Smile For Me?
“Mami, Mami! Smile, Ma. Ma, you so beautiful, I see you walkin’ by. Ma. I’m sayin’ ma. Why you don’t never smile?”
She kept walking, gum snapping, heels clacking on the concrete. She sped up the pace a little bit. “Those Dominicans are crazy. Always smoking blunts, and kickin some tired lines to any chick who walks by. I’m sure he’s broke as a joke anyway,” she spun the words inside her head.
Click, clack, click, clack. Down the steps to the train station. Snapping the gum. Buys a metrocard, swipes it, floats through the gate. Sashays toward the other end of the station. Sits down on the bench, crosses her long, brown legs. She examines her manicure, frowning. Snaps her gum. She looks up and sees him, standing against the wall, waiting on the train. Her heart’s desire. Huge diamond earring, 360 waves, platinum cable, diamond crucifix, Avirex jacket, Cartier watch, Blackberry in a Gucci case, matching Gucci belt. He turns his head slightly, but doesn’t look her in the face.
“Oh my God, oh my God. I know who that is. He’s one of those guys, one of those music moguls. What’s his name, Dame, Irv, Russ, something like that. Damn, he’s fine. Damn, he’s rich. Oh my God.” She snaps her gum, loud.
She’s clocking him. He looks at his watch. He checks his Blackberry. She checks her reflection in the mirror, puts on some more lip gloss, shifts her weight to accentuate her cleavage. He looks toward her, past her. Through her.
“Maybe I should say something to him. Maybe he’s gay. Maybe he needs glasses. Maybe he doesn’t see me over here. Maybe he’s married? He might be late for a meeting or something. I’m sure he has important business on his mind,” she mulls the situation over and over in her head.
“Hey Papi. Smile, Papi. I see you standing there. Papa, I’m sayin’. You don’t hear me talkin’ to you Papa?”
He gets off the train, takes the steps up two at a time, chain and cross jangling. He jogs a couple of blocks, late for his meeting, the fucking train’s always off-schedule. Should’ve taken the car service. Some crazy broad tryna kick it to him in the station. Pretty girl, but real loud and ghetto. Would’ve been his type five years ago. “Not today, dude, not today.”
He finally gets to the restaurant, scans the room with his eyes. Good thing they’re always late, even though he’s late, he’s early. He waits at the hostess stand. Hears the sounds of high heels click-clacking across the marble floor. He looks up and sees the hostess. Forgets he has a reservation. “Damn, that bitch is beautiful. No, no, she’s too stunning for me to even call her a bitch, that woman is gorgeous. She’s top notch. I could really go places with her by my side. She must be Dominicana or something. Damn.”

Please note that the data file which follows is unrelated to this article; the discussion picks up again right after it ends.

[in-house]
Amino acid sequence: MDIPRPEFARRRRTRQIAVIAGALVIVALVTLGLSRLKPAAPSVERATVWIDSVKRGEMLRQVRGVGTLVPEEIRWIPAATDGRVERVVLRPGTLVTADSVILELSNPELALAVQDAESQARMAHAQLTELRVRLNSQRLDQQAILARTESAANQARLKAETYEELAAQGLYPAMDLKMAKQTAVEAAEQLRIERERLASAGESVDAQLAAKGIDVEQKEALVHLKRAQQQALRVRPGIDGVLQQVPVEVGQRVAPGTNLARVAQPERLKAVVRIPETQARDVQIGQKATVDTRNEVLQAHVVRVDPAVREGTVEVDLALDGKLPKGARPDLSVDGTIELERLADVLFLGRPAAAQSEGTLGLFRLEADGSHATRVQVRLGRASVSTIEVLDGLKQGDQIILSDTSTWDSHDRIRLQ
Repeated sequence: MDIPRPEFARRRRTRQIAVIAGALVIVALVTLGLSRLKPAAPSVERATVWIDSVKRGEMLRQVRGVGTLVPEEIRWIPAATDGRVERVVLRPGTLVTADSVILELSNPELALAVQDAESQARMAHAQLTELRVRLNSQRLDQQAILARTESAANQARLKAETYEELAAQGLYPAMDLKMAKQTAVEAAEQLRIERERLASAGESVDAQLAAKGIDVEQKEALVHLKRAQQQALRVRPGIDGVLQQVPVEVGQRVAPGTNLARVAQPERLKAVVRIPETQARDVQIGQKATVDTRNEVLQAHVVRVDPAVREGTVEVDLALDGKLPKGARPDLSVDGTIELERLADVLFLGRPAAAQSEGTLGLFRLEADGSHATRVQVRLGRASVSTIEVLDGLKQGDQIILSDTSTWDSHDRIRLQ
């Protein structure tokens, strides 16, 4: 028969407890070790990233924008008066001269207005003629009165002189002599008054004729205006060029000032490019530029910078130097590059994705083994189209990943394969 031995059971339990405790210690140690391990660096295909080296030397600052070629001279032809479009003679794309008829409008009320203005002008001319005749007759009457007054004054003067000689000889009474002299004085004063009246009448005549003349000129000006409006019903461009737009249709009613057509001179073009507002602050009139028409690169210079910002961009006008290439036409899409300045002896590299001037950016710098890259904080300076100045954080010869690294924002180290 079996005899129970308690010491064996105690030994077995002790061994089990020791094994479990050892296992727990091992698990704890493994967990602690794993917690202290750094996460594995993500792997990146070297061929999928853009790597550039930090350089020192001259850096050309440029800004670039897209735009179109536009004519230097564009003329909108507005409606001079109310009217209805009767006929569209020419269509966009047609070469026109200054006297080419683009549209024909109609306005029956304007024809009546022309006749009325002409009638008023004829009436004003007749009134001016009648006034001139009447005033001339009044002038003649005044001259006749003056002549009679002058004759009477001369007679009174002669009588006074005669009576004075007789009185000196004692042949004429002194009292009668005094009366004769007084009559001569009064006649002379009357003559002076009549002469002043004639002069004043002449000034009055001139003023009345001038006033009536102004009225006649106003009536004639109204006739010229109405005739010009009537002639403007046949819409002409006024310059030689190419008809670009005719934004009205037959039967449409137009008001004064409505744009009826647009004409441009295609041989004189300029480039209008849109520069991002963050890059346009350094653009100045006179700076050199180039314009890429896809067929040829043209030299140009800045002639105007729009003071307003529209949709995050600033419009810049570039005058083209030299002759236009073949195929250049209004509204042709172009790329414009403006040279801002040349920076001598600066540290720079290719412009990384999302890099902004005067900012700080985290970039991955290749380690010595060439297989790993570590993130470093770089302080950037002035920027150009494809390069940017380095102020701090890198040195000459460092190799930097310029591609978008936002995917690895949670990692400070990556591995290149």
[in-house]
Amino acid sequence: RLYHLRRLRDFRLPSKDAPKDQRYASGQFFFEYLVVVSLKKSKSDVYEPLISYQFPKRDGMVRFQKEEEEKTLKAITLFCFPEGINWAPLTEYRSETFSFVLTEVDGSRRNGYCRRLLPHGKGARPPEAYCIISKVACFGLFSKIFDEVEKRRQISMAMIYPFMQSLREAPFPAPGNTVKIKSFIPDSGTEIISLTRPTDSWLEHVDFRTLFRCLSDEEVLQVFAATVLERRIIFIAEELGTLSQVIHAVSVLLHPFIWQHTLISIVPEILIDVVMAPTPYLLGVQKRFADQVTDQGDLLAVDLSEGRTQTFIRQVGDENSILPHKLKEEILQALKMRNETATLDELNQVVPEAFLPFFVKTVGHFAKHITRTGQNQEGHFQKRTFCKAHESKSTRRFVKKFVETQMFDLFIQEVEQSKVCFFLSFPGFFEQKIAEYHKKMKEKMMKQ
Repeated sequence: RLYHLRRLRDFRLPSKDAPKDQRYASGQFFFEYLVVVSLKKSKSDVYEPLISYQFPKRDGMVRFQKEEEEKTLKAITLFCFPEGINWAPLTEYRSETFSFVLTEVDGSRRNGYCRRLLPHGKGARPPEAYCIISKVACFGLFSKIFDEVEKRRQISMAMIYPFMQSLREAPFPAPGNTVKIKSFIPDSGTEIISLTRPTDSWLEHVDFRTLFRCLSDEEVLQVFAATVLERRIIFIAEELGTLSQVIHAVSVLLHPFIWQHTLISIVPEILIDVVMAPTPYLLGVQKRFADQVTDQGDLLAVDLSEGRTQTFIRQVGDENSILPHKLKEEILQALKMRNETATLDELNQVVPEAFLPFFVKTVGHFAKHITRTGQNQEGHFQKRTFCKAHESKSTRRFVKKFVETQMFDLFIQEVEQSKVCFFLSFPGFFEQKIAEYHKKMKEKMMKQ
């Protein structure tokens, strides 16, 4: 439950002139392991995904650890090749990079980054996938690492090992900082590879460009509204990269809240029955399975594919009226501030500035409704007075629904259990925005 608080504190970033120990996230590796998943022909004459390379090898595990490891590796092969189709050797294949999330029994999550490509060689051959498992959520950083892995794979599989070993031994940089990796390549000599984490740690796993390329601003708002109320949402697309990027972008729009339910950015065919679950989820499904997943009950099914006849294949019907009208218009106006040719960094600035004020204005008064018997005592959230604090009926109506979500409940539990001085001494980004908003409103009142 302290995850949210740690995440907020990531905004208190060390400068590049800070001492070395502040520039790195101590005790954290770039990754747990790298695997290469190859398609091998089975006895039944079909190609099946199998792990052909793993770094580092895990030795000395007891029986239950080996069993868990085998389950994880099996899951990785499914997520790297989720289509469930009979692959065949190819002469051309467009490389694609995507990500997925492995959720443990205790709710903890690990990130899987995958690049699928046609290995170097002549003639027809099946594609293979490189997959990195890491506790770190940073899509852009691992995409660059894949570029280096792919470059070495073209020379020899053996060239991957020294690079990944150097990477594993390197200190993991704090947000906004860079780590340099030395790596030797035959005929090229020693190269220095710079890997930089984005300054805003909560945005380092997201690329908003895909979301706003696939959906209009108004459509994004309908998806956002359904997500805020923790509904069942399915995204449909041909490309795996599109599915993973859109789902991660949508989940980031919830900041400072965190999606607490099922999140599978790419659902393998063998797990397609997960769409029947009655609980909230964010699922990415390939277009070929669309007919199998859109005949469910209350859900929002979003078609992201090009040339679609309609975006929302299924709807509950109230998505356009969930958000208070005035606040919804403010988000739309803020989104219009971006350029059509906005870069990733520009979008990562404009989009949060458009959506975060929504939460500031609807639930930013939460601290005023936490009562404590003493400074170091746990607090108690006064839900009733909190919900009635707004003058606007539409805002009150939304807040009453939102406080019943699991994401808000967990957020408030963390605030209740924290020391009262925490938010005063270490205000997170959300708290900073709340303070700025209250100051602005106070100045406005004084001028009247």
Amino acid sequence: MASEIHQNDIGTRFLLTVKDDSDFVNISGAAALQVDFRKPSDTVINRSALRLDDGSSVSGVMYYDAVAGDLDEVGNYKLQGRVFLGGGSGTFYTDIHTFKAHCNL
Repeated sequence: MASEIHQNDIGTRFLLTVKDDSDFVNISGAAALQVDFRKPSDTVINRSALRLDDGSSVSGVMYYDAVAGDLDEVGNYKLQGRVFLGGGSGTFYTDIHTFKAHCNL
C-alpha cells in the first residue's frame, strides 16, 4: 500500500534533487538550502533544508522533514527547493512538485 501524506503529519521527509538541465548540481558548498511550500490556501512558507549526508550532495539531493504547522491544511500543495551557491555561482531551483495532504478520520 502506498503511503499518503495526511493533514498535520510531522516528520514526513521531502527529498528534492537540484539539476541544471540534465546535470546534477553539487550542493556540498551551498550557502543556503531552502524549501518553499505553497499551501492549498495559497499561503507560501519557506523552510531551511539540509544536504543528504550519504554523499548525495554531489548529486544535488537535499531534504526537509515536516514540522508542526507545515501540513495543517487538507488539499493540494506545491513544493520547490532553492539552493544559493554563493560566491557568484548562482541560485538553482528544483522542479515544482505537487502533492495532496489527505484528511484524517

“May I help you, sir? Sir? Sir, may I help you? Do you have a reservation,” she asked haughtily. “He must be high. Probably another rapper. Too many blunts,” she mused.
“Oh, yes Miss. My apologies. My mind was somewhere else. I’m here to meet Mr. Kleinfeld, we have a 7:30 reservation,” he says. “Damn, she got some pretty, full lips, she could wrap those around my…”
“Yes, let me show you to your table. Please walk this way.”
She glides across the marble floors. He follows, head down, watching her ass switch back and forth. He sits down, ignores the menu, and watches her. Kleinfeld never shows up.
She finally gets off work after midnight, her feet aching from the work stilettos. She changes into her Nikes for the long trek home. She pads down the stairs to the subway, rides for 45 minutes, and gets off uptown. She pads up the stairs, up the street, and stops in front of the bodega.
“Mami! Oye Mami, I missed you today, you was at work?” She sees her man posted in front of the bodega. He’s so damn fine, skin glistening in the summer heat. He puts out his blunt on the pay phone. He walks toward her, and slides his hands around her waist. She pulls him close, closes her eyes, and relishes being in his embrace. They pull away from each other. “Did you talk to a bunch of bitches out here today in this heat Papi? Huh?”
“Mami, you know I only have eyes for you.”
She looks at him with her face screwed up.
“Ma, I’m sayin.”
She can’t help it. Her face breaks into a smile.
“Damn, Ma, I love your smile.”
They walk toward the building, smiling, holding hands, their sneakers padding on the concrete. The moon smiles down on them from above.